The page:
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Learning How Behavioral Economics Impacts Health Decisions

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Center for Health Incentives and Behavioral Economics Research

CHIBE researchers apply concepts from the field of behavioral economics to design, implement, and evaluate interventions that improve health and build knowledge about efficacy, cost and effectiveness. 

Basic Science Core Request for Applications

The Basic Science Core aims to support laboratory or low-cost field studies that will shed light on mechanisms that can generate behavior change.  In contrast to previous large-scale field studies, which have often combined multiple mechanisms into one intervention in order to maximize impact on behavior, basic science projects supported by the Core focus on disentangling and precisely identifying the impacts of individual mechanisms.  CHIBE researchers interested in applying for project support can click here for more information.



Health Incentives and Behavioral Economics Research Studies

You are viewing 2 posts with the tag NIH National Heart Lung and Blood Institute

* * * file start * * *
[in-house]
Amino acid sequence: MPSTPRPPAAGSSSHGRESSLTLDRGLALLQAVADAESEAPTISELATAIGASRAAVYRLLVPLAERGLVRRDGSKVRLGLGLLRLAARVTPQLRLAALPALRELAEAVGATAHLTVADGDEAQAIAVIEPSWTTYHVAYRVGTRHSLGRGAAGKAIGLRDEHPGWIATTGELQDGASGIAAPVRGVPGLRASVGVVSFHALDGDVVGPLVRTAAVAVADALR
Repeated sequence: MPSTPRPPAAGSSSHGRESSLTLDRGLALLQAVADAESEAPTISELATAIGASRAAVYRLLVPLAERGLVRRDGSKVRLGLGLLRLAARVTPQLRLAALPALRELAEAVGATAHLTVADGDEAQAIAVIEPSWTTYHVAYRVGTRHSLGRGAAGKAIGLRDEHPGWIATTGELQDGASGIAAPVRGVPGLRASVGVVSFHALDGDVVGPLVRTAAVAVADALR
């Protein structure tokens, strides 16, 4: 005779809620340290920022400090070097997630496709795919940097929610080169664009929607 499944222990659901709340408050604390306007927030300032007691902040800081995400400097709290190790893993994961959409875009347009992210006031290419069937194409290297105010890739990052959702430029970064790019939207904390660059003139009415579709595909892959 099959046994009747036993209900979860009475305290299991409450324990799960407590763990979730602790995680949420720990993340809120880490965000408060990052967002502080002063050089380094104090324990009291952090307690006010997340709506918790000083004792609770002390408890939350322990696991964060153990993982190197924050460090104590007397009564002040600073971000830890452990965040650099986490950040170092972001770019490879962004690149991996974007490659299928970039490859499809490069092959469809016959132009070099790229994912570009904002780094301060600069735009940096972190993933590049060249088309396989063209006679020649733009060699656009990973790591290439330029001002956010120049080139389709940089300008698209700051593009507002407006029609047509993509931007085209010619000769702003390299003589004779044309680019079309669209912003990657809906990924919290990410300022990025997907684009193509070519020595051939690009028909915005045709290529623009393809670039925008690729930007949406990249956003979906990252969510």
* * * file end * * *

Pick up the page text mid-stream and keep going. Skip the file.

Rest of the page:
Market Competition and the Quality of Home Health Services

Principal Investigator: Polsky

The goal of this project is to establish the relationship between competition and quality in the home health industry and the relationship between competition and the market-based reform of the Home Health Quality Initiative (HHQI).  This project will test whether competition improves quality, whether HHQI improves quality, and whether HHQI is more likely to improve quality in more competitive markets. 

Funded by: National Institutes of Health / National Institute on Aging / National Heart, Lung and Blood Institute

Impact of Resident Work Hour Rules on Errors and Quality

Principal Investigators: Volpp / Silber

Co-investigators:  Bellini, Bosk, Potts, Romano, Shea, Small, Wainer

Regulation of work hours for physicians in training was put in place by the Accreditation Council for Graduate Medical Education (ACGME) in 2003. While there is some evidence that the regulations improved mortality outcomes in the short-term, little is known about the impact on educational outcomes or longer-term clinical outcomes. This research involves analysis of the effect of ACGME work hour rules on errors and quality in non-VA teaching hospitals.

Funded by: National Institutes of Health / National Heart, Lung and Blood Institute